By Jane Northrop
The Planning Commission unanimously approved a downstairs tee shirt shop for a family who will live upstairs. Jacqueline Gratz and Aaron Gregory will operate Cotton Crustacean, a tee shirt shop that features designs by Gregory, who specializes in paleontology and biology.
Cotton Crustacean has had very successful weekend sales at the Half Moon Bay Pumpkin Festival and Pacifica’s Fog Fest. In fact, Gregory designed the poster for last year’s Fog Fest.
But the family longed for a brick and mortar store of their own.
When they bought their small home at 184 Paloma Avenue they hoped their historic home could accommodate a shop. The area has always been zoned commercial.
“When we bought our home on Paloma, it was run down. No one wanted it. The owner said it was a commercial location. Now we are settled in. How do we make the best of it? It’s such a beautiful home. It was built in 1940 and moved in 1960. We just put a new solar roof on it. We want to create a destination location. We will be creating local flora in our designs,” said Gratz.
That building once housed the first Pacifica City Hall, but in a different location.
“We are preserving the building,” said Gregory. “This is a cool historical detail. It used to be City Hall for Salada Beach. It would have been located near Oceana Market.”
The home will be raised nine feet and moved eight feet toward the rear property line to create a second story above the tee shirt shop. That leaves only two inches between those properties. Gregory will paint a mural of flying sharks on the left side of the yard. The shop will be 1,043 square feet and the home 783 square feet, said Senior Planner Christian Murdock. Bike parking will also be provided.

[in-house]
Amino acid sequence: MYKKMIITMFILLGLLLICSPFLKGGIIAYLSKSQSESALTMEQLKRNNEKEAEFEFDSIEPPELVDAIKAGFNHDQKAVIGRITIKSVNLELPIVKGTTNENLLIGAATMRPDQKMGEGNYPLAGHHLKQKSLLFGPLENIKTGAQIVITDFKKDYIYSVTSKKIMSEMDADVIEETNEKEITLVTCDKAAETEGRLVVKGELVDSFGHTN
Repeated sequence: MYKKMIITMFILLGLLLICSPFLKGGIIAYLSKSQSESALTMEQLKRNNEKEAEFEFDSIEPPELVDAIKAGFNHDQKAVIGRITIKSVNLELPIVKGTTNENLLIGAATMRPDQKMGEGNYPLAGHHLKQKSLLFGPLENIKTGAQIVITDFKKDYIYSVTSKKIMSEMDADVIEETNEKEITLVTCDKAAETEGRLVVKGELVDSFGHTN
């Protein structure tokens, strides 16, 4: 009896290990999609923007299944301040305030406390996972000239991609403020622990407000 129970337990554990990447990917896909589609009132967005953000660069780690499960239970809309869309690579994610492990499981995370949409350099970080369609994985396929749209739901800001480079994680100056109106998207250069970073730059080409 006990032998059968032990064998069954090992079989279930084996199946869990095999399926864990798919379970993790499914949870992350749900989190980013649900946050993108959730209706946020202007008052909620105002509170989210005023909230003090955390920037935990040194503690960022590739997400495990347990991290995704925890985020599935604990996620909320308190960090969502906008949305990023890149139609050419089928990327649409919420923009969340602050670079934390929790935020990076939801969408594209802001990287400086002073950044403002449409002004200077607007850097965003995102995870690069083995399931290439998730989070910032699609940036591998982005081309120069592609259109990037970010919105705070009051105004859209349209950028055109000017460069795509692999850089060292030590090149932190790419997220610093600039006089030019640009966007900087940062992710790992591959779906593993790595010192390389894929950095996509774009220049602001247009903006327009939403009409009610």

Gregory and Gratz hope to host special events at the shop that would include book signings of the authors whose books Gregory illustrates, illustration workshops and educational presentations. The shop will be open 10 a.m. to 7 p.m. Sunday through Thursday and 10 a.m. to 9 p.m. Friday and Saturday.
Gratz and Gregory expect to hire no employees and use their own cars for deliveries. That improves the available parking on the street, said Brian Brinkman, the project architect, who designed the setback on the lot to afford more privacy. The lot will provide two parking spaces.
There are curb bump-outs on that block they have been taking care of by planting gardens in them. They know their surrounding neighbors. Several spoke to support the project.
Dawn Hope said, “We support it. It’s creative and architecturally great. It adds a lot of vibrancy. We love the mural. The store staying open until 9 p.m. will not a problem. We also have workshops and have received no complaints.”
(Jane Northrop can be reached at firstname.lastname@example.org.)